The reputation as the office party legend is a dubious honour.
It’s really not a good idea to become the office party legend because it can be a hard reputation to shift. You want to be visible for the right reasons.
There are big debates raging this week. Should we or shouldn’t we go ahead with the office party? Under normal circumstances this week would see more office parties than any other in the working year. Whether it’s a big bash at a fancy venue, or a few drinks at the local bar, many workplaces take some time out to celebrate the festive season. The combination of a free bar paid for by the boss with a communal letting down of hair, can lead to some unfortunate consequences. Will this happen in 2021 – it’s hard to tell, but many are still planning a celebration of some sort.
As one old friend, a now-retired SVP HR says:
“Nothing good comes out of a bar at 0300 a.m.”
The reputation as the office party legend is rarely acquired for the right reasons.
Walk of shame
Each event usually has at least one memorable faux pas, with the offender having to do the walk of shame the day after. No one wants to earn the reputation as the office party legend, etched in the annals of corporate folklore and above all in everyone’s memories.
Jaclyn a Marketing Manager at a pharmaceutical company recalls how a senior manager was caught in flagrante on CCTV cameras by security, in the front seat of her Porsche. That was even before Fifty Shades of Grey was a thought in the author’s head. Her walk of shame was very short. She was requested not to return to work.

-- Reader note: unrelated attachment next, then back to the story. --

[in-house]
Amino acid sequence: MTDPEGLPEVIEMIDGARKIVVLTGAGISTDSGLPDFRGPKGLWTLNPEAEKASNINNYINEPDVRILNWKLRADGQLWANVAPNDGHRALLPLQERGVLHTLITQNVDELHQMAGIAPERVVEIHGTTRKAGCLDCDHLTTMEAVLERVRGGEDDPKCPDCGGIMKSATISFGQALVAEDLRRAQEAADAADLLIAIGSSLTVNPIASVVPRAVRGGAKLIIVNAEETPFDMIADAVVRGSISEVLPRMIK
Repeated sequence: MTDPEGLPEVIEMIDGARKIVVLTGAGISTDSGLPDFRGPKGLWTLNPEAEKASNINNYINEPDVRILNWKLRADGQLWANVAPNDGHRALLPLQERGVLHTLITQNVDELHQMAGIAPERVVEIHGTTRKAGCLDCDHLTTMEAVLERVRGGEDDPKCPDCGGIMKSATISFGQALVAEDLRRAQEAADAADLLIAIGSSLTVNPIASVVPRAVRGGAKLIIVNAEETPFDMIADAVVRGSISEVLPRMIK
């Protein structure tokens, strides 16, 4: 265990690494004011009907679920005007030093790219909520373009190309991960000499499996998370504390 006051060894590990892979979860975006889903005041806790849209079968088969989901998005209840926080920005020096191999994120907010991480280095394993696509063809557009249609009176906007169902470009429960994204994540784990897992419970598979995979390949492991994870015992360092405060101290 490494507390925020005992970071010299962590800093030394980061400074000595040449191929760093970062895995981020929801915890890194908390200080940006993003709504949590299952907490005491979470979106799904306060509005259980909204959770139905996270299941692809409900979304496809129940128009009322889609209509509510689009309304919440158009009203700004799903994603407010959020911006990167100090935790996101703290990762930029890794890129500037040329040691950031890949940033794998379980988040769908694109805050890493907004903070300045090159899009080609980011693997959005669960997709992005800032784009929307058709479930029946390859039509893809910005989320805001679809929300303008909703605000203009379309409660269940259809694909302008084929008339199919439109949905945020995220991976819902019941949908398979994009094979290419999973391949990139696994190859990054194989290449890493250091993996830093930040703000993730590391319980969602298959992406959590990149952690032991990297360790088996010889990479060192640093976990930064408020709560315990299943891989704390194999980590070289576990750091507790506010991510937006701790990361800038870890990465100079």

Martin remembers when a colleague several glasses for the worse, shared her lack of confidence with the Board’s strategy with….. the President of the Board.
Melissa recalls a female colleague having a wardrobe malfunction and another throwing-up in the bushes of the restaurant. Tables, shots, and dancing were mentioned in the same sentence. Never a good combo.
There is also a very strong connection between alcohol consumption and sexual assault.
How to avoid becoming the office party legend:
- Eat before you go – with large groups service tends to be slower, and it’s easy to consume more aperitifs than usual. So if the “do” is after work, eat a good lunch.
- Keep track of your refills – it’s easy to lose count of the refills when waiters come around topping up your glass. Try and estimate!
- Drink lots of water – alternate alcoholic drinks with water.
- Network with senior people early – while your speech is clear and your thoughts are lucid. And vice versa.
- Avoid the mistletoe – Really. Like a communicable disease. Especially during COVID which IS a communicable disease. You might have had a secret crush on a colleague all year, but guess what….that’s exactly how it should stay. VERY secret. That would be one piece of office “goss” that would go viral. Think #MeToo and sexual harassment case.
- Apply the 24-hour rule – Absolutely no photos, tweets, Facebook posts, or Instagrams until the following day. Then ask that critical question. What value would it add? The answer is almost always ….none. Generally, a social media embargo is a good idea.
Don’t forget that there are still annoying double standards regarding mis-behaviour for women. Men are more likely to be forgiven more minor alcohol-related indiscretions. If you walk into the office the following day and see smirks and sniggers, you know that something less than desirable has happened.
If your company needs to strengthen its female talent pipeline – get in touch now!
Get the facts. Then apologise. Profusely. To everyone. Immediately. This will never go away and pretending it didn’t happen, or you can’t remember won’t work. If you really can’t remember anything at all, you were in worse shape than you thought.
Is your organisation holding inclusive events?
Take a look at this post: 10 factors to consider to set up inclusive events